But Jody only put up a struggle the first time I had a rope on her; since then, she has followed me anywhere I lead her.  She does think it's fun to butt me, but I smack her with the end of the rope when she does that; she'll learn.  Once the fly season is over, we'll have the vet out to remove her horns, vaccinate her for whatever he thinks is wise, and remove an extra teat.  Yes, she has five.  It likely wouldn't produce anything, but I want it gone.  
I bought Jody because Bonnie, the cow in the background, refuses to give me a heifer calf.  
Bonnie was perfect when we bought her, but at this point she is battle-scarred:  Last year she got mastitis in two quarters, and one of those quarters quit producing entirely.  This year the other quarter with mastitis is, for now, giving good milk.  But once a cow has had mastitis in a quarter, you can bet it will show up again at some point.  Bonnie also has a displaced hip, which causes her to limp somewhat.  This problem was caused either by giving birth to those gigantic calves she always has, or else by one of those huge bulls she has to support when she's being bred.  Anyhow, she's had this slight limp for at least two years.  Cliff hadn't noticed it until I called his attention to it this year.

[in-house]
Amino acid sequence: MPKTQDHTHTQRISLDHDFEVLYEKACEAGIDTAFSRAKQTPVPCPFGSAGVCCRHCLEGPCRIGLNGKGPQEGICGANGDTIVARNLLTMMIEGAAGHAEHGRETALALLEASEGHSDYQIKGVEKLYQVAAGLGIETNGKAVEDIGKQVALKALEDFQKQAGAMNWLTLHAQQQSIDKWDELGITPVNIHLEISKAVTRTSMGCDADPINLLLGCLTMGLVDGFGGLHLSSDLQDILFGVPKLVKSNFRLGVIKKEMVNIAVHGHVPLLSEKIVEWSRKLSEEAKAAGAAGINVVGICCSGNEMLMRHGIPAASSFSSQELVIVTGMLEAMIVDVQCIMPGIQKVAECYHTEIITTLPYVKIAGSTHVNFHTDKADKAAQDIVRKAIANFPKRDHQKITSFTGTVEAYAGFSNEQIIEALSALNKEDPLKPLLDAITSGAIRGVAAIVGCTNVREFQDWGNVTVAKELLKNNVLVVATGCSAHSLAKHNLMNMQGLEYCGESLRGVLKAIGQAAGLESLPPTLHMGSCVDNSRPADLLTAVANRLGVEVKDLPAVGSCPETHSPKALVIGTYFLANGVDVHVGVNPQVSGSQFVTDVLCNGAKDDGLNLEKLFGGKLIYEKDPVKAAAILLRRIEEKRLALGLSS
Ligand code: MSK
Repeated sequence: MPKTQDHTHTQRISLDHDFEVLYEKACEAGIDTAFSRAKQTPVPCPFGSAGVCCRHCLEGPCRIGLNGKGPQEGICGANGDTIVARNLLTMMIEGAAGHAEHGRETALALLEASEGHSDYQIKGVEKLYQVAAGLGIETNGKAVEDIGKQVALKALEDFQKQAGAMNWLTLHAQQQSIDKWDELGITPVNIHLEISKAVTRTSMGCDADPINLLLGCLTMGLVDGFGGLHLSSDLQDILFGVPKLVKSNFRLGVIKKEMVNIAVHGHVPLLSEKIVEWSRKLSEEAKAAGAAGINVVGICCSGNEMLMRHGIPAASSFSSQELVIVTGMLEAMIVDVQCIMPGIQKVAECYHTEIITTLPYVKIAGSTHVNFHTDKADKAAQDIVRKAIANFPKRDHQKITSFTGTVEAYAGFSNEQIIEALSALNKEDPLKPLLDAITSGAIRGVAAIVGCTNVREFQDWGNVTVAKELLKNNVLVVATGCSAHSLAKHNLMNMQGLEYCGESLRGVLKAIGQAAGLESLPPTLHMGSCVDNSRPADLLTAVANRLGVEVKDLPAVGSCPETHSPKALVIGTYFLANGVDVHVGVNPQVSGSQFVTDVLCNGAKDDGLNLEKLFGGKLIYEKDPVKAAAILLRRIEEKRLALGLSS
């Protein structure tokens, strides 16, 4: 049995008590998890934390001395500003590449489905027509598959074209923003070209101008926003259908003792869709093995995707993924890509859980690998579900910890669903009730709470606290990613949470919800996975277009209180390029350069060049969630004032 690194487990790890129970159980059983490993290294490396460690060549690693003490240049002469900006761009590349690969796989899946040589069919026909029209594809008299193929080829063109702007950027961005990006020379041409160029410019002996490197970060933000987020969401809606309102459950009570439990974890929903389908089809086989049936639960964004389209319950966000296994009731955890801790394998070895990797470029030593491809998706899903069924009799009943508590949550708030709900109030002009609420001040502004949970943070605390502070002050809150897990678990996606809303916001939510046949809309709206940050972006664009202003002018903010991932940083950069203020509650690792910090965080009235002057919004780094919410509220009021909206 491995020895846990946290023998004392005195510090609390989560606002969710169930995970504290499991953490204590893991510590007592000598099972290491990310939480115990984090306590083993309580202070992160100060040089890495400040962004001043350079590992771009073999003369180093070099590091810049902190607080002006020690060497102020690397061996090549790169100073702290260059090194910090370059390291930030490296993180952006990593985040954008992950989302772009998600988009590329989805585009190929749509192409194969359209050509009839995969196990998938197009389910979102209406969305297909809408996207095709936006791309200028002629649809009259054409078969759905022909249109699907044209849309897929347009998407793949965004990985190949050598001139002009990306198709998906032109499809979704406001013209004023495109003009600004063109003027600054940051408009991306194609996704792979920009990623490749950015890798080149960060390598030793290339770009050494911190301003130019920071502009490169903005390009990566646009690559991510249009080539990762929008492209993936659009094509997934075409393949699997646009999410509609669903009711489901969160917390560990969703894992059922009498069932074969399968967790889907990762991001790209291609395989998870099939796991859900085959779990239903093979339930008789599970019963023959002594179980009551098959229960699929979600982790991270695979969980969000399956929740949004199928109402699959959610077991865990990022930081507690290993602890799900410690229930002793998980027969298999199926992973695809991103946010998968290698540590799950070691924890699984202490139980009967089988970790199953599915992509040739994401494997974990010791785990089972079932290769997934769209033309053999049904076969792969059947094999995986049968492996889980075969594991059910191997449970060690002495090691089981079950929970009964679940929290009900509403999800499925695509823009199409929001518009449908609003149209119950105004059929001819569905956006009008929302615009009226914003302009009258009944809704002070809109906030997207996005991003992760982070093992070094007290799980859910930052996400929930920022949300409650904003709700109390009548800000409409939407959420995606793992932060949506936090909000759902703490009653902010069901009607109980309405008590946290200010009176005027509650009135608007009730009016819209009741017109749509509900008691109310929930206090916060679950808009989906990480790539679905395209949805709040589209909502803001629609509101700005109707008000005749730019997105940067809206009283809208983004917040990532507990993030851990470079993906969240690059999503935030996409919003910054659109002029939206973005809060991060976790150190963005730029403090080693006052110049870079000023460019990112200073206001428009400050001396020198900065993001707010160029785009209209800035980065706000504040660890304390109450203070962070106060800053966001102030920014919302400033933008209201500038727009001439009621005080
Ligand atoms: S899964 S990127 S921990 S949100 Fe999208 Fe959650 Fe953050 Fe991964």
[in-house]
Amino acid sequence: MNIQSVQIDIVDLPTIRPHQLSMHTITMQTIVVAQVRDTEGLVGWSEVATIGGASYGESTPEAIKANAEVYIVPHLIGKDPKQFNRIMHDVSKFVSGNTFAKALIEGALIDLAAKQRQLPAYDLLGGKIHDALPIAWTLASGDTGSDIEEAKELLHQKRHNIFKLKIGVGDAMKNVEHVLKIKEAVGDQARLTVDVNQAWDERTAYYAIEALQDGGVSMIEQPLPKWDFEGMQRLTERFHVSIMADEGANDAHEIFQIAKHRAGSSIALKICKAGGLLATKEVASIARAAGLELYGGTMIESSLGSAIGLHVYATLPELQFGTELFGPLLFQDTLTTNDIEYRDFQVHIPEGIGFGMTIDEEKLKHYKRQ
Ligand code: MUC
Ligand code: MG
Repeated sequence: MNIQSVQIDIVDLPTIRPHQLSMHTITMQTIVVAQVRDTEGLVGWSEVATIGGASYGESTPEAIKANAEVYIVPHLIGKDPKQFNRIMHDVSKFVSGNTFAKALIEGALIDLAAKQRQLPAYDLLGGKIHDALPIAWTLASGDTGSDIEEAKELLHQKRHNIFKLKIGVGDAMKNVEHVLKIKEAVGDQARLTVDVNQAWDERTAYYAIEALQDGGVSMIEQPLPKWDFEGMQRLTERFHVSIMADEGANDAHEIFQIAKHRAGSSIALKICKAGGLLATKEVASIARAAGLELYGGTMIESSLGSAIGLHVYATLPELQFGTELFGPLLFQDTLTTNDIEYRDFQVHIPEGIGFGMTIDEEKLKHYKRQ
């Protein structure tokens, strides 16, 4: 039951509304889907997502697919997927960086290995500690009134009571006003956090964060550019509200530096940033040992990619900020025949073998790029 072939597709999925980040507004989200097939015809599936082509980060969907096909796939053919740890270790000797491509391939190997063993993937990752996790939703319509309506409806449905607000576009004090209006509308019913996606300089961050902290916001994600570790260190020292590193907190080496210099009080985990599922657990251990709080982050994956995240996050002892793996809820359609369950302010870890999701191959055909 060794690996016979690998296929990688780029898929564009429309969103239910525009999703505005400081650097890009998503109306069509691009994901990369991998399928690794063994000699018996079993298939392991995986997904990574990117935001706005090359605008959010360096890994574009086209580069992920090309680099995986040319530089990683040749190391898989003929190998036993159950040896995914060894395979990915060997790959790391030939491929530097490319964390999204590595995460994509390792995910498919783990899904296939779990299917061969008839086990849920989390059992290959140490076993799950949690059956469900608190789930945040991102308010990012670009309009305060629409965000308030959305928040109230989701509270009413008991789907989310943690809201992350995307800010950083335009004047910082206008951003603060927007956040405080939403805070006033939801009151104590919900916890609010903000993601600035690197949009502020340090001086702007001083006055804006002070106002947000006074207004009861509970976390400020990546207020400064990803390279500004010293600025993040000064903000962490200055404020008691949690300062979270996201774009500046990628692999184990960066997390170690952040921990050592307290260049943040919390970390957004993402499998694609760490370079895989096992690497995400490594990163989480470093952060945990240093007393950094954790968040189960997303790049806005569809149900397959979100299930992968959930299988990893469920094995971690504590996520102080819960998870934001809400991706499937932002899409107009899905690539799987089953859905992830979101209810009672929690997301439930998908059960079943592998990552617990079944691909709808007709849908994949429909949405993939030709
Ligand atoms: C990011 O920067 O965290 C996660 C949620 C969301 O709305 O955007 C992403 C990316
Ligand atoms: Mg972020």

Because so many things can go wrong with a milk cow, I wanted a backup, so I bought Jody.  She isn't pure Jersey, but she'll do in a pinch.  
Right now Bonnie is keeping us tied down at home because her calf still isn't able to take all her milk.  So I'm milking every morning.  Hope is in sight, though; today I got less milk than I have been bringing in (or pouring out).  Max's appetite must be increasing.

Saturday, August 20, 2011

Enola Gay